High Fish Intake Linked to Survival After Breast Cancer
High intake of fish and long-chain ω-3 PUFAs is associated with reduced all-cause mortality after breast cancer.
High intake of fish and long-chain ω-3 polyunsaturated fatty acids (PUFAs) is associated with reduced all-cause mortality after breast cancer, according to a study published online in Cancer.
Nikhil K. Khankari, Ph.D., M.P.H., from the University of North Carolina at Chapel Hill, and colleagues examined data from a population-based follow-up study involving 1,463 women newly diagnosed with first primary breast cancer who were interviewed approximately three months after diagnosis.
Risk and prognostic factors were assessed, including dietary intake, using a food frequency questionnaire. The authors determined vital status through 2011, with a median follow-up of 14.7 years and 485 deaths.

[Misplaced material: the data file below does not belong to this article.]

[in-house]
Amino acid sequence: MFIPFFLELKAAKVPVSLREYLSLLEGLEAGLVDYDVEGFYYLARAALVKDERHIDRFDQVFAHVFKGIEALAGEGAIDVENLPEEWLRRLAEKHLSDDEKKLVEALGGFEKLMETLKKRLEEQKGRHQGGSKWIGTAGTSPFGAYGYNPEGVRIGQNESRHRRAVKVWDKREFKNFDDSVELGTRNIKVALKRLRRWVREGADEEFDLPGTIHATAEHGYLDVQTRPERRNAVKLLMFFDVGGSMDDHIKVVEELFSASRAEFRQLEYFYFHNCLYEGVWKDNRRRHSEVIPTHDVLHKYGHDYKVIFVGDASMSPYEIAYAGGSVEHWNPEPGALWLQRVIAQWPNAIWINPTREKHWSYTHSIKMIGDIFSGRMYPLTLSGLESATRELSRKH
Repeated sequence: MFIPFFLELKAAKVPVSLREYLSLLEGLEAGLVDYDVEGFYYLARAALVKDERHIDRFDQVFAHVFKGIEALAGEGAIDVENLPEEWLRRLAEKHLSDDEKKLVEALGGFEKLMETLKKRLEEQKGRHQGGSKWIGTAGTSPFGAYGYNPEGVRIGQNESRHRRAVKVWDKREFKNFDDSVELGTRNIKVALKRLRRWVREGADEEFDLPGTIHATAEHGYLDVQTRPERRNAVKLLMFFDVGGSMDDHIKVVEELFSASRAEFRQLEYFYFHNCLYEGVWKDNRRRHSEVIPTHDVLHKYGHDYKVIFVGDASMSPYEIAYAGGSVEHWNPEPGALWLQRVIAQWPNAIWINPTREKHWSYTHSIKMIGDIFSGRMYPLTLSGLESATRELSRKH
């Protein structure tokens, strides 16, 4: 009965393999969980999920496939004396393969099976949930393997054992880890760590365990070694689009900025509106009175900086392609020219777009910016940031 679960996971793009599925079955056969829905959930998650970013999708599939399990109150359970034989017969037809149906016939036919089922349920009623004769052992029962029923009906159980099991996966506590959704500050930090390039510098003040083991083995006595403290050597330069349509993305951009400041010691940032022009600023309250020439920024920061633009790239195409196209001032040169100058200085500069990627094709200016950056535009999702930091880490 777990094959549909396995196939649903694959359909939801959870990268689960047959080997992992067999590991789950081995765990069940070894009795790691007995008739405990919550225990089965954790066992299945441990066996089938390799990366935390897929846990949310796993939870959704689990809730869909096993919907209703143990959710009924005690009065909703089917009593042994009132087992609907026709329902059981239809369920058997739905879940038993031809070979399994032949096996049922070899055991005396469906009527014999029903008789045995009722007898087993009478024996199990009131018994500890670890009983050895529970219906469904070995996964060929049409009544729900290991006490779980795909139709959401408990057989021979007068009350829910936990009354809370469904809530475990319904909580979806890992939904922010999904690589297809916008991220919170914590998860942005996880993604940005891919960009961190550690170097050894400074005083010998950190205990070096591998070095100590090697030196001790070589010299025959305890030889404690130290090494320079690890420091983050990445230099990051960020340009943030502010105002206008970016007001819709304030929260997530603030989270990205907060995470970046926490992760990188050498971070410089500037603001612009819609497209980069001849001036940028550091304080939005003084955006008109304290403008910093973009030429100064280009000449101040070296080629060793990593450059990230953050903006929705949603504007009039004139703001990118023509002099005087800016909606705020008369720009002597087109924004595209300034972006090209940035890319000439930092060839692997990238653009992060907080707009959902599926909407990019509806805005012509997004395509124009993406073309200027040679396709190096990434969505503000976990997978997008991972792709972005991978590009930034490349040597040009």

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The researchers found that, among women with breast cancer, all-cause mortality was reduced for those reporting the highest quartile of intake (versus never) for tuna (hazard ratio, 0.71), other baked or broiled fish (hazard ratio, 0.75), and the dietary long-chain ω-3 PUFAs docosahexaenoic acid and eicosapentaenoic acid (hazard ratios, 0.71 and 0.75, respectively).
"Pending additional replication, dietary intake of fish and other sources of long-chain ω-3 fatty acids may provide an additional strategy with which to improve survival after breast cancer," the authors write.